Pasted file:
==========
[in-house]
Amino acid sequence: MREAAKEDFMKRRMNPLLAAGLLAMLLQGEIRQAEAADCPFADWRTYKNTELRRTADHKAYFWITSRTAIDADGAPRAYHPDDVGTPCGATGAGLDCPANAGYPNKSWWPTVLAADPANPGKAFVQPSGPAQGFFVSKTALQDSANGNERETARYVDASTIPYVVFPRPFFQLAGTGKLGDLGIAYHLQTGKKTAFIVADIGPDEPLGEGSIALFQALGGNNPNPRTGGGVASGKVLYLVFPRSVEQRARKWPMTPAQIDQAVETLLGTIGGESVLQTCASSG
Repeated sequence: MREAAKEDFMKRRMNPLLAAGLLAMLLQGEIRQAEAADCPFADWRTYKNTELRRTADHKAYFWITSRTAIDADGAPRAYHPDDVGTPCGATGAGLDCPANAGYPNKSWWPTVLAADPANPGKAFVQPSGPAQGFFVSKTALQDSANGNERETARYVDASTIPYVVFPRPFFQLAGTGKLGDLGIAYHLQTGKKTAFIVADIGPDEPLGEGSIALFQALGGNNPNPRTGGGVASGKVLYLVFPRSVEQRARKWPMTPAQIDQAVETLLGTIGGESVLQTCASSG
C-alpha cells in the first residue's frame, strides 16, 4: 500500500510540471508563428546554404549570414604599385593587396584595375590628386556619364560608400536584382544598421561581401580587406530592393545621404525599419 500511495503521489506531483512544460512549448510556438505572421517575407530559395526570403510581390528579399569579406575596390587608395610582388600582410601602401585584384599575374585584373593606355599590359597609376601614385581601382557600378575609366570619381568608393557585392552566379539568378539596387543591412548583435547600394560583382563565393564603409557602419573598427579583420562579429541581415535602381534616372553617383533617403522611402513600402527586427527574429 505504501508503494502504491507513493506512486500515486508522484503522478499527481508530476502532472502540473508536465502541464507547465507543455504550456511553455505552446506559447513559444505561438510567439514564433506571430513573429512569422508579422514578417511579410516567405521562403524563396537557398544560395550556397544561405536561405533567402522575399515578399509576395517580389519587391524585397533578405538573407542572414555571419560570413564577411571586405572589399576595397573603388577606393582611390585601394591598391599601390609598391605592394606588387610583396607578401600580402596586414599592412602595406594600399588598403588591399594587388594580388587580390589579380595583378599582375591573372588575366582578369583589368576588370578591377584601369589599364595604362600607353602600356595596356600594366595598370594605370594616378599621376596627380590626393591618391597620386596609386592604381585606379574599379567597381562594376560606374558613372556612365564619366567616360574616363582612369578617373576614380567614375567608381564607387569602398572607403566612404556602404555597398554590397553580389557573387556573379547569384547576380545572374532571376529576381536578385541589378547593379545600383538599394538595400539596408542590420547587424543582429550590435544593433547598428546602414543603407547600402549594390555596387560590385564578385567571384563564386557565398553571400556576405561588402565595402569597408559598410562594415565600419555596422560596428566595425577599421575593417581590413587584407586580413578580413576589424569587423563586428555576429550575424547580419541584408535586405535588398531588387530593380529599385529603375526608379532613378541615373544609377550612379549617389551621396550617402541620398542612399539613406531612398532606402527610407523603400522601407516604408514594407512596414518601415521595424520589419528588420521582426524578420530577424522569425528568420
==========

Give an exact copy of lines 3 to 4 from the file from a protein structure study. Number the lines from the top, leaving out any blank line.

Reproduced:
Repeated sequence: MREAAKEDFMKRRMNPLLAAGLLAMLLQGEIRQAEAADCPFADWRTYKNTELRRTADHKAYFWITSRTAIDADGAPRAYHPDDVGTPCGATGAGLDCPANAGYPNKSWWPTVLAADPANPGKAFVQPSGPAQGFFVSKTALQDSANGNERETARYVDASTIPYVVFPRPFFQLAGTGKLGDLGIAYHLQTGKKTAFIVADIGPDEPLGEGSIALFQALGGNNPNPRTGGGVASGKVLYLVFPRSVEQRARKWPMTPAQIDQAVETLLGTIGGESVLQTCASSG
C-alpha cells in the first residue's frame, strides 16, 4: 500500500510540471508563428546554404549570414604599385593587396584595375590628386556619364560608400536584382544598421561581401580587406530592393545621404525599419 500511495503521489506531483512544460512549448510556438505572421517575407530559395526570403510581390528579399569579406575596390587608395610582388600582410601602401585584384599575374585584373593606355599590359597609376601614385581601382557600378575609366570619381568608393557585392552566379539568378539596387543591412548583435547600394560583382563565393564603409557602419573598427579583420562579429541581415535602381534616372553617383533617403522611402513600402527586427527574429 505504501508503494502504491507513493506512486500515486508522484503522478499527481508530476502532472502540473508536465502541464507547465507543455504550456511553455505552446506559447513559444505561438510567439514564433506571430513573429512569422508579422514578417511579410516567405521562403524563396537557398544560395550556397544561405536561405533567402522575399515578399509576395517580389519587391524585397533578405538573407542572414555571419560570413564577411571586405572589399576595397573603388577606393582611390585601394591598391599601390609598391605592394606588387610583396607578401600580402596586414599592412602595406594600399588598403588591399594587388594580388587580390589579380595583378599582375591573372588575366582578369583589368576588370578591377584601369589599364595604362600607353602600356595596356600594366595598370594605370594616378599621376596627380590626393591618391597620386596609386592604381585606379574599379567597381562594376560606374558613372556612365564619366567616360574616363582612369578617373576614380567614375567608381564607387569602398572607403566612404556602404555597398554590397553580389557573387556573379547569384547576380545572374532571376529576381536578385541589378547593379545600383538599394538595400539596408542590420547587424543582429550590435544593433547598428546602414543603407547600402549594390555596387560590385564578385567571384563564386557565398553571400556576405561588402565595402569597408559598410562594415565600419555596422560596428566595425577599421575593417581590413587584407586580413578580413576589424569587423563586428555576429550575424547580419541584408535586405535588398531588387530593380529599385529603375526608379532613378541615373544609377550612379549617389551621396550617402541620398542612399539613406531612398532606402527610407523603400522601407516604408514594407512596414518601415521595424520589419528588420521582426524578420530577424522569425528568420